The history of the Johnstones is an eventful story, full of lawsuits and loss and distraction. The Johnstones were unusually enterprising, and there were unusually many of them. But they lived in interesting times, and their history can provide a vista—the view of a particular extended family—of large and important historical changes. They were surrounded by the institution of slavery and by individual slaves; their successes were the outcome of economic information, which was also information about private relationships; their empire was a family enterprise, of which the consequences or multiplier effects extended far into the interior of Scotland; and it was an empire of intimate exchanges. Their history is a view of future possibilities that were lost, in the founding epoch of modern empires, and in particular of the unlikely possibility of an empire of individual (or family) enterprise: of laissezfaire when it was new.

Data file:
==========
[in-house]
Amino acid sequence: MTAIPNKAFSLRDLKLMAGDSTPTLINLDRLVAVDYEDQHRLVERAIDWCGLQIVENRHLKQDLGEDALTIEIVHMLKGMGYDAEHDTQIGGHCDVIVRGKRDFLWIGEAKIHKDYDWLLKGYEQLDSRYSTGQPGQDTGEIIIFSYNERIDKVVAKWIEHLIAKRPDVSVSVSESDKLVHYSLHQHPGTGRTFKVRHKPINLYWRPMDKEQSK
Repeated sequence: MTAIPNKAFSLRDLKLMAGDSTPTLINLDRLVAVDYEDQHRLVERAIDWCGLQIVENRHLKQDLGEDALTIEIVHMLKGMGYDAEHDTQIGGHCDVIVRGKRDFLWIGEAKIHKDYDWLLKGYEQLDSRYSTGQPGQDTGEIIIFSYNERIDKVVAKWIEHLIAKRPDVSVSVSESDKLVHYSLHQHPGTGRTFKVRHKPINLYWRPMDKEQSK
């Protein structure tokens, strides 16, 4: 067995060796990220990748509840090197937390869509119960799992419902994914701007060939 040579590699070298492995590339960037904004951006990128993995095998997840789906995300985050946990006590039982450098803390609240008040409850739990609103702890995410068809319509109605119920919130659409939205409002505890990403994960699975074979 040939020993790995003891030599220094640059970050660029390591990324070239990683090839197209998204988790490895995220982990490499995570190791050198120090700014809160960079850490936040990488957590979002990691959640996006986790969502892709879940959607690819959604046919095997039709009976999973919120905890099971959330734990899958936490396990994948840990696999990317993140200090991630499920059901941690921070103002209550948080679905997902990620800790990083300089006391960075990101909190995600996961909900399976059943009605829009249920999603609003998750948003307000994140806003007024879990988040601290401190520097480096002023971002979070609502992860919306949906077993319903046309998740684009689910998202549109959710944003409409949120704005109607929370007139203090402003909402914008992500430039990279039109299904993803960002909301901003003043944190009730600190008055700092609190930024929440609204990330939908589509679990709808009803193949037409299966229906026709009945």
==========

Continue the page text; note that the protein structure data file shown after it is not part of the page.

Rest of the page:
The Johnstones and their slaves and servants lived in the origins and end of empires, and in the ruins of other possible outcomes. To be observers of the beginning of new times was to observe the old times that were coming to an end, and the other futures, likely or unlikely, that were anticipated in hope or fear. It is difficult, now, to forget the asymmetry of historical knowledge with respect to time: that historians know, as the individuals in the past into whose lives they seek to enter, did not know, how events turned out, or how the story ended. It